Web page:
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Title: Primary liver cancer : epidemiological and biomarker discovery studies
Author: Ladep, Nimzing
ISNI:       0000 0004 5348 5697
Awarding Body: Imperial College London
Current Institution: Imperial College London
Date of Award: 2014
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With previous reports indicating changes in mortality, risk factors and management of primary liver cancer (PLC), evaluation of current trends in the incidence and mortality rates was indicated. Late diagnosis has been implicated to be a major contributor to the high fatality rates of PLC. This work aimed at: • studying trends of PLC by subcategories globally in general, and in England and Wales, in particular; • investigating liver-related morbidities of HIV infected patients in an African setting; and • discovering urinary biomarkers of hepatocellular carcinoma. The World Health Organisation (WHO) and Small Area Health Statistics Unit (SAHSU) databases were interrogated respectively, in order to achieve the first aim. The second aim was achieved through utilisation of databases of an African-based HIV treatment programme- AIDS Prevention Initiative in Nigeria (APIN), located in Jos, Nigeria. The European Union-funded Prevention of Liver Fibrosis and Cancer in Africa (PROLIFICA) case-control study in three West African countries was the platform through which urinary metabolic profiling was accomplished. Proton nuclear magnetic resonance spectroscopy (NMR) and parallel ultra-performance liquid chromatography mass spectrometry (UPLC-MS) were used for biomarker discovery studies. Mortality rates of intrahepatic bile duct carcinoma (IHBD) increased in all countries that were studied. Misclassification of hilar cholangiocarcinoma accounted for only a small increase in the rate of IHBD in England and Wales. With over 90% screening rate for viral hepatitides, the rates of hepatitis B (HBV), hepatitis C (HCV) and HBV/HCV in HIV-infected patients in the APIN programme were 17.8%, 11.3% and 2.5% respectively. There was attenuated immune response as well as significantly lower survival observed in HBV/HIV co-infection, relative to HIV mono-infected patients (p=0.0097). Whereas single urinary metabolites, including acetylcarnitine, N-acetylglutamate, betaine aldehyde, 3'-sialyllactose, methionine among others possessed high discriminatory power to diagnose HCC, a combination of three metabolites: 3'-sialyllactose, methionine and 9-decenoylcarnitine significantly outperformed serum alpha-fetoprotein (AFP) in the diagnosis of HCC in a cirrhosis population (area under the receiver operating characteristic curve; [urinary panel= 0.96] compared to [AFP = 0.64]). This work informs a critical assessment of current control strategies in the prevention of HCC, and potentially assists in the development of more affordable means of early detection of PLC for most affected regions of the world.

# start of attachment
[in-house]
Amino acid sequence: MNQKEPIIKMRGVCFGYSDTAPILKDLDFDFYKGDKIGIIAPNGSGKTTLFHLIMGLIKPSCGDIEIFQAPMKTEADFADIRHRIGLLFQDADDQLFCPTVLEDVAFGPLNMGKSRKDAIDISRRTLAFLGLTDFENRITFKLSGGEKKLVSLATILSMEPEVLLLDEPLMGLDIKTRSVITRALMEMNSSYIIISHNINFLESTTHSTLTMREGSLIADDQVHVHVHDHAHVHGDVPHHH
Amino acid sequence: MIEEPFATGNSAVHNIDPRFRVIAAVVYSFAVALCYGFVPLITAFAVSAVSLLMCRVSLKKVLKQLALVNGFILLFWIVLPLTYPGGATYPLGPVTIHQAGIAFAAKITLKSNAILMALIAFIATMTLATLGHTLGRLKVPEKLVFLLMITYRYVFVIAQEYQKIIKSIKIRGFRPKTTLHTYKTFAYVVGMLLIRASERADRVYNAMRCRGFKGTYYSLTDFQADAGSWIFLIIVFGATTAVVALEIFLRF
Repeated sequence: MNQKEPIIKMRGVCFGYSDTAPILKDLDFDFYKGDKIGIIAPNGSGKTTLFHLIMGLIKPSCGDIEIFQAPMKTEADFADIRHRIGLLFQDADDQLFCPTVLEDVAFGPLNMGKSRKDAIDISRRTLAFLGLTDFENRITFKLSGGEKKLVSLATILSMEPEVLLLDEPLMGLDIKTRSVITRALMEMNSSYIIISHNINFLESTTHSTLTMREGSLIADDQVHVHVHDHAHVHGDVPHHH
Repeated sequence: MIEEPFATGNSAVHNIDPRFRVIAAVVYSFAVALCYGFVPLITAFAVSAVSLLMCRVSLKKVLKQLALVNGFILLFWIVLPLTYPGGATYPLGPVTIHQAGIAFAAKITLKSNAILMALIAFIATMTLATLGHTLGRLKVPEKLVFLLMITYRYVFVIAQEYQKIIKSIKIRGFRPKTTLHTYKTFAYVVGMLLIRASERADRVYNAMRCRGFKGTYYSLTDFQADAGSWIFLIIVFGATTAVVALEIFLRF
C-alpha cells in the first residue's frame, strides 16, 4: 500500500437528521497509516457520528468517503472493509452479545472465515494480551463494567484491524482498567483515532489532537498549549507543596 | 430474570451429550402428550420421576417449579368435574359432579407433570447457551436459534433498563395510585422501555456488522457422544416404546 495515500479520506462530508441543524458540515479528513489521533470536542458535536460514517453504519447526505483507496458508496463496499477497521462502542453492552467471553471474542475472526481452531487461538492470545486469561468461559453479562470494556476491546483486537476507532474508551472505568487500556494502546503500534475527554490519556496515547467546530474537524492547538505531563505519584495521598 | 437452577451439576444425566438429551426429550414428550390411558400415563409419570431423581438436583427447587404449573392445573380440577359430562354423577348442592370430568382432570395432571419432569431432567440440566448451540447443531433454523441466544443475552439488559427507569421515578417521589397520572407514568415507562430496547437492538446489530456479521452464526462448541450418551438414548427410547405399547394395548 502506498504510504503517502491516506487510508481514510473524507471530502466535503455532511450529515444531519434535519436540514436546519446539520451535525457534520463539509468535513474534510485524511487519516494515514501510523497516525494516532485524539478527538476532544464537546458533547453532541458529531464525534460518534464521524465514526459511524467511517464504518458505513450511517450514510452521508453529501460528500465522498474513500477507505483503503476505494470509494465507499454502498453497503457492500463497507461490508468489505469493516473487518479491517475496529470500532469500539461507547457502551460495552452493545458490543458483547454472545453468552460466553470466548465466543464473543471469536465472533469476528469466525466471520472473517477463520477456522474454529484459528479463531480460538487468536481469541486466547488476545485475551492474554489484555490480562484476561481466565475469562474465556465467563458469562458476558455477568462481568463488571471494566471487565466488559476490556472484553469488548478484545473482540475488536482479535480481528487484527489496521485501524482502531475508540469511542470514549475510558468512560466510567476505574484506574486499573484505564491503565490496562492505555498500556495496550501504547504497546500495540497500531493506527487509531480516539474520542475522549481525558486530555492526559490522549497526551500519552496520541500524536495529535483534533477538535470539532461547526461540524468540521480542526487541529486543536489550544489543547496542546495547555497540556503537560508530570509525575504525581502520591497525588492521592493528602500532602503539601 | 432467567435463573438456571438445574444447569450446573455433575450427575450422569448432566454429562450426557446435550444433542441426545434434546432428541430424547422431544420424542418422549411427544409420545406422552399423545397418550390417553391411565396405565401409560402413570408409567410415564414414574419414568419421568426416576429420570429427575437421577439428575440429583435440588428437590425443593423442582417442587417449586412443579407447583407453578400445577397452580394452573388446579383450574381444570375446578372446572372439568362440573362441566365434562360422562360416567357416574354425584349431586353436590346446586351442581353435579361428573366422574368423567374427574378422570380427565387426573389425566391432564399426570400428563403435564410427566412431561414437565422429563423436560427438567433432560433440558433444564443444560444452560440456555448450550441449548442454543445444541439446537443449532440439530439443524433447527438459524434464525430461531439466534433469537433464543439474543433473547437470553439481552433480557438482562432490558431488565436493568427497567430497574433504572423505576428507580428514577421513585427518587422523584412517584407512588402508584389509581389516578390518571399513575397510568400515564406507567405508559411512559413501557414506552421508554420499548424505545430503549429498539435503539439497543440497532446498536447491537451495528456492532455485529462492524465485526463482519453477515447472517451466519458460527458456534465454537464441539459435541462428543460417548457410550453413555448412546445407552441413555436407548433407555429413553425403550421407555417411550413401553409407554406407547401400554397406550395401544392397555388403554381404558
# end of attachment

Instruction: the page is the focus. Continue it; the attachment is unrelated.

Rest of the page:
Supervisor: Taylor-Robinson, Simon; Khan, Shahid; Toledano, Mireille Sponsor: The London Clinic
Qualification Name: Thesis (Ph.D.) Qualification Level: Doctoral
EThOS ID:  DOI: Not available